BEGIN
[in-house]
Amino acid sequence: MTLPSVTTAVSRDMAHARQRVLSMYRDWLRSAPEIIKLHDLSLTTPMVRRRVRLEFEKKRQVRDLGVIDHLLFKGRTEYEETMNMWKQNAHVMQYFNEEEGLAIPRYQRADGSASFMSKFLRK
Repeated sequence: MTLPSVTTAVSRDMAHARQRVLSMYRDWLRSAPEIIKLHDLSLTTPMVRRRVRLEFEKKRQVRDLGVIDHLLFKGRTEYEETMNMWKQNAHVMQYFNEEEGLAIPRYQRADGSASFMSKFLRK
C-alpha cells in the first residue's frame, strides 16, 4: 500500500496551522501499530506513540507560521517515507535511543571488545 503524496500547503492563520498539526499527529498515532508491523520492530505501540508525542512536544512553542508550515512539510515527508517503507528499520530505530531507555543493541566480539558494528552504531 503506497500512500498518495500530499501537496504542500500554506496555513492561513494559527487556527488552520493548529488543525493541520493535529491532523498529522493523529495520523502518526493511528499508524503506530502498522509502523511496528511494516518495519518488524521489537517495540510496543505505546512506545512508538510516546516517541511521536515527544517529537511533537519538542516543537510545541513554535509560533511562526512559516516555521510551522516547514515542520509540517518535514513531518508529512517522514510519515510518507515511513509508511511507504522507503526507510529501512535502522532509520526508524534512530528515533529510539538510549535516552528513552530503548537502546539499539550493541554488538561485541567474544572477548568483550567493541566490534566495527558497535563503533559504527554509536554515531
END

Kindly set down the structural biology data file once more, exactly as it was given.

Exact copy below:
[in-house]
Amino acid sequence: MTLPSVTTAVSRDMAHARQRVLSMYRDWLRSAPEIIKLHDLSLTTPMVRRRVRLEFEKKRQVRDLGVIDHLLFKGRTEYEETMNMWKQNAHVMQYFNEEEGLAIPRYQRADGSASFMSKFLRK
Repeated sequence: MTLPSVTTAVSRDMAHARQRVLSMYRDWLRSAPEIIKLHDLSLTTPMVRRRVRLEFEKKRQVRDLGVIDHLLFKGRTEYEETMNMWKQNAHVMQYFNEEEGLAIPRYQRADGSASFMSKFLRK
C-alpha cells in the first residue's frame, strides 16, 4: 500500500496551522501499530506513540507560521517515507535511543571488545 503524496500547503492563520498539526499527529498515532508491523520492530505501540508525542512536544512553542508550515512539510515527508517503507528499520530505530531507555543493541566480539558494528552504531 503506497500512500498518495500530499501537496504542500500554506496555513492561513494559527487556527488552520493548529488543525493541520493535529491532523498529522493523529495520523502518526493511528499508524503506530502498522509502523511496528511494516518495519518488524521489537517495540510496543505505546512506545512508538510516546516517541511521536515527544517529537511533537519538542516543537510545541513554535509560533511562526512559516516555521510551522516547514515542520509540517518535514513531518508529512517522514510519515510518507515511513509508511511507504522507503526507510529501512535502522532509520526508524534512530528515533529510539538510549535516552528513552530503548537502546539499539550493541554488538561485541567474544572477548568483550567493541566490534566495527558497535563503533559504527554509536554515531